Back on the history of the historic agreement between Marvel and Netflix.
By Terri Schwartz
Update: Netflix has officially canceled all of its Marvel series, including The Punisher and Jessica Jones, which will air its third season later this year. The original article of IGN has been updated below.
Despite the popularity and rave reviews of Darvelevil, Jessica Jones and other Netflix collaborations, the once-historic partnership of the two companies will end with Jessica Jones' third and final season, after the cancellation. of the five series. in the last four months.
As Disney prepares for a long-awaited streaming service, Disney +, which will have its own series of MCU-centric television series, many believe that Netflix may have given the weight of these broadcasts under pretext that his collaborator is about to become his competitor. . But this drama is not limited to the eye.
The ups and downs of Netflix's Marvel deal
A little more than five years ago, in November 2013, Disney announced that Netflix would produce four independent series based on Daredevil, Jessica Jones, Luke Cage and Iron Fist, culminating in a series of Defenders crossovers that would, hopefully, reflect the success the film world Marvel had with the Avengers on the big screen. But while the MCU has flourished with its decade-long plan reunited in Avengers Avenger's 2018 box office: Infinity War, Marvel Netflix's shows have never really captured the same magic even when they brought together the four heroes of the street for The Defenders. miniseries.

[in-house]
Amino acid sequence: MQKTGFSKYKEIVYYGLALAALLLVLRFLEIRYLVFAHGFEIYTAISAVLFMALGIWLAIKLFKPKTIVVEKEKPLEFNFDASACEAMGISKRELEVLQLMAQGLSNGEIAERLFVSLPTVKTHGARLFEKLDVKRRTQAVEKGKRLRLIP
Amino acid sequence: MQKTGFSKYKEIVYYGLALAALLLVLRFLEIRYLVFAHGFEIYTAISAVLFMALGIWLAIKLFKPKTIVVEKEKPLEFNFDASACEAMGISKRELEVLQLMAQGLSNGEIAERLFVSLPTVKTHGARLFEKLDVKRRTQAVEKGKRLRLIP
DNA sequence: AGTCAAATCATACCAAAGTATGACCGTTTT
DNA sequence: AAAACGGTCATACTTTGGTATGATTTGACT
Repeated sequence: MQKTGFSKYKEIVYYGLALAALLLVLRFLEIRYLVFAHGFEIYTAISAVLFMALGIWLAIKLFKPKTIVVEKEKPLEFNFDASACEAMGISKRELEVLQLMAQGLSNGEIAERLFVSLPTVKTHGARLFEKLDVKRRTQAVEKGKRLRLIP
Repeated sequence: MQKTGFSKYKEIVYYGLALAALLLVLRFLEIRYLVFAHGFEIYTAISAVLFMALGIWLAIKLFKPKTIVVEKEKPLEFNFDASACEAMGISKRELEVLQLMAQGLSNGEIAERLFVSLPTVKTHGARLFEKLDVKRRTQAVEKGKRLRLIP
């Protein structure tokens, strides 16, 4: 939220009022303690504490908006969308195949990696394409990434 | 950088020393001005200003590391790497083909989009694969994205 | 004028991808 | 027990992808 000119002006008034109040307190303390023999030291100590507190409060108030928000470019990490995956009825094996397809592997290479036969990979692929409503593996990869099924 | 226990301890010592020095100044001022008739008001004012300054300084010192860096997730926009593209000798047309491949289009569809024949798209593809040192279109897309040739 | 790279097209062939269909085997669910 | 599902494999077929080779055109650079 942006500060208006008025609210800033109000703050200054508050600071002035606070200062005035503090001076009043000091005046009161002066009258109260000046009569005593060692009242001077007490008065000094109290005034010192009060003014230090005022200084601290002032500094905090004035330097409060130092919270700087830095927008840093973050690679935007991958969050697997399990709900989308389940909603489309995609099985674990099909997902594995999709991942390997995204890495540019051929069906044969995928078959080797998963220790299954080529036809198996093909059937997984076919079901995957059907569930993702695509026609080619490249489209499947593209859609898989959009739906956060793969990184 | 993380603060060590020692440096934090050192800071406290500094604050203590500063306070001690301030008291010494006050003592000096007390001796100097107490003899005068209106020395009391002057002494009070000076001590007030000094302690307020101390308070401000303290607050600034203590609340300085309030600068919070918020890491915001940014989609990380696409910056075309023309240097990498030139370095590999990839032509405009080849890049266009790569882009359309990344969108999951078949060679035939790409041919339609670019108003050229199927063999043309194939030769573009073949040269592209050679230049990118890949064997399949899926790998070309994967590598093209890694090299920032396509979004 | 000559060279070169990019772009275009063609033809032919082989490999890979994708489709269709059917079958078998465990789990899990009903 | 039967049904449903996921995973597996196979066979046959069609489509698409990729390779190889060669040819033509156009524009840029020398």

The start of Daredevil's season 1 in 2015 immediately seduced the audience with its dark and well-grounded interpretation of Marvel's heroes, differentiating Netflix's series from the lighter, more user-friendly tone of MCU movies. But the cracks started to appear after only a few years. While the first-year seasons of Jessica Jones and Luke Cage have been hailed by critics, the Iron Fist debut has been marked not only by its performance, but also by its low representation of the martial arts abilities of its main character .
This is perhaps why so few people really came out to watch the lively crossover between the four shows. The Defenders made their debut in 2017, five months after Iron Fist, with Danny Rand at the center of history and the four incumbent defenders all fighting hand, a group of assassins from a note. which had already been featured in Daredevil Season 2 and Iron Fist. Season 1.
Not only was The Defenders badly received, but the number of Marvel Netflix viewers among the five different series was the lowest at that time, according to an external analyst firm. Marvel later revealed that the Defenders would not meet for a season 2.
It has become clearer in recent years that not all of these programs are created equally.
Without the promise of another crossover of the Defenders to link all the characters, these individual series have largely forged their own paths, regardless of any larger narrative. New Netflix seasons greenlit for the four series – even a new series on The Punisher after the character's debut in Daredevil – but the connective tissue separating the four heroes has become increasingly thin. While Luke Cage's Misty Knight played a key role in Iron Fist Season 2 and Daredevil's Karen Page was a main character in The Punisher, a striking example of this changing era is the fact that Rosario Dawson's Claire Temple – at In many ways, the bridge between the shows leading to The Defenders – has become less of a part of these stories.